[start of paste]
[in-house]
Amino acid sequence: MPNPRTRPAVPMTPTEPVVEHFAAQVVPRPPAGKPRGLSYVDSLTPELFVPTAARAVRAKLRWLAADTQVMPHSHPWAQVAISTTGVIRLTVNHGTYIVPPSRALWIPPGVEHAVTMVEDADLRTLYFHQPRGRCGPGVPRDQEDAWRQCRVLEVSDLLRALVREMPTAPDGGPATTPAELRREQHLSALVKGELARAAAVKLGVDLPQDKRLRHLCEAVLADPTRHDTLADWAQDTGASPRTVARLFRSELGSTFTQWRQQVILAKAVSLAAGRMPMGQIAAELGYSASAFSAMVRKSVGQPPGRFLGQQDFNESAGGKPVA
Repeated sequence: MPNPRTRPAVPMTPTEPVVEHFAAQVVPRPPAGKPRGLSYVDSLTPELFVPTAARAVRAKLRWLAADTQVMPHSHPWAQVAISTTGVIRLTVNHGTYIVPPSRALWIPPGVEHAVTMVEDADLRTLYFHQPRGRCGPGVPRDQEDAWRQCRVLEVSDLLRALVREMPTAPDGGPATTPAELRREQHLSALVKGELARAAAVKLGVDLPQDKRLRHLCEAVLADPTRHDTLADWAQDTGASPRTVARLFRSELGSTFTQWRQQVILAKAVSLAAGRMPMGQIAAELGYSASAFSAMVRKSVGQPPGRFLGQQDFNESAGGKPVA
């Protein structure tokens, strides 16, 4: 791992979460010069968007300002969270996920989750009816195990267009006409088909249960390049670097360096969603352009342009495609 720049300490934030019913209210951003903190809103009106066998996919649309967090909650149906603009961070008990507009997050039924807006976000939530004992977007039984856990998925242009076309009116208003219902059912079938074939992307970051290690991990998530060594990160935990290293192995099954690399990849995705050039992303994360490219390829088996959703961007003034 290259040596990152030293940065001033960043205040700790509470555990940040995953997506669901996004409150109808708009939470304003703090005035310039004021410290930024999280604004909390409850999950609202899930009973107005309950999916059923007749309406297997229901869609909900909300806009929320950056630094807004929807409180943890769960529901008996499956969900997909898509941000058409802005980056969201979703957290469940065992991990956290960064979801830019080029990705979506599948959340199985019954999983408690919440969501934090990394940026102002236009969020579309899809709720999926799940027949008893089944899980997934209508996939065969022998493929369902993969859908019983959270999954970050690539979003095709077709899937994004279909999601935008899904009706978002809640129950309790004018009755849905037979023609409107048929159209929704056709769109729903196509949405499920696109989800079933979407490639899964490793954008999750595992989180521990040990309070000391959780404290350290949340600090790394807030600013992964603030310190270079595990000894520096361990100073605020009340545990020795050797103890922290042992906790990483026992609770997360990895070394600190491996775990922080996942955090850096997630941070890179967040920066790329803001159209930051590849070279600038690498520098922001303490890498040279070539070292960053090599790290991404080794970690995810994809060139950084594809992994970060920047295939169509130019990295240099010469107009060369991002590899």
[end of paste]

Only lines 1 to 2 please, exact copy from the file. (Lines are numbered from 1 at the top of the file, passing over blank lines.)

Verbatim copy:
[in-house]
Amino acid sequence: MPNPRTRPAVPMTPTEPVVEHFAAQVVPRPPAGKPRGLSYVDSLTPELFVPTAARAVRAKLRWLAADTQVMPHSHPWAQVAISTTGVIRLTVNHGTYIVPPSRALWIPPGVEHAVTMVEDADLRTLYFHQPRGRCGPGVPRDQEDAWRQCRVLEVSDLLRALVREMPTAPDGGPATTPAELRREQHLSALVKGELARAAAVKLGVDLPQDKRLRHLCEAVLADPTRHDTLADWAQDTGASPRTVARLFRSELGSTFTQWRQQVILAKAVSLAAGRMPMGQIAAELGYSASAFSAMVRKSVGQPPGRFLGQQDFNESAGGKPVA